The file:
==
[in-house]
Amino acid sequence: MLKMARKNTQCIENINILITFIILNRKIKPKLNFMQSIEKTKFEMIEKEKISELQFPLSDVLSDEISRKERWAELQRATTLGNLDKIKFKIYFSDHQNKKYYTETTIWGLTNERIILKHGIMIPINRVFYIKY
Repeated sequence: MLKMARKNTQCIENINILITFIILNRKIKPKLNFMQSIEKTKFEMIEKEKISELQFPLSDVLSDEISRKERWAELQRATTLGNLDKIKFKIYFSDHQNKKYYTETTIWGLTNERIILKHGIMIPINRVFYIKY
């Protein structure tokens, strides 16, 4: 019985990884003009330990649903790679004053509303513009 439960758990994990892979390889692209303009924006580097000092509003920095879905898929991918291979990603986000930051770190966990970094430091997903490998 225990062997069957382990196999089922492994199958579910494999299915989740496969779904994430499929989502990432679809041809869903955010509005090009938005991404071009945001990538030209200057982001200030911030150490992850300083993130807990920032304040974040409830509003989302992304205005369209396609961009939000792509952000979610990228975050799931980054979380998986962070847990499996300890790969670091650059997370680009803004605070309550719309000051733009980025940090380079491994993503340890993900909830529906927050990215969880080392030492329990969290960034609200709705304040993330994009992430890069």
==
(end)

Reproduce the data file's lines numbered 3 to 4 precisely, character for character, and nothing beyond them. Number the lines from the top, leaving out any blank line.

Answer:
Repeated sequence: MLKMARKNTQCIENINILITFIILNRKIKPKLNFMQSIEKTKFEMIEKEKISELQFPLSDVLSDEISRKERWAELQRATTLGNLDKIKFKIYFSDHQNKKYYTETTIWGLTNERIILKHGIMIPINRVFYIKY
């Protein structure tokens, strides 16, 4: 019985990884003009330990649903790679004053509303513009 439960758990994990892979390889692209303009924006580097000092509003920095879905898929991918291979990603986000930051770190966990970094430091997903490998 225990062997069957382990196999089922492994199958579910494999299915989740496969779904994430499929989502990432679809041809869903955010509005090009938005991404071009945001990538030209200057982001200030911030150490992850300083993130807990920032304040974040409830509003989302992304205005369209396609961009939000792509952000979610990228975050799931980054979380998986962070847990499996300890790969670091650059997370680009803004605070309550719309000051733009980025940090380079491994993503340890993900909830529906927050990215969880080392030492329990969290960034609200709705304040993330994009992430890069």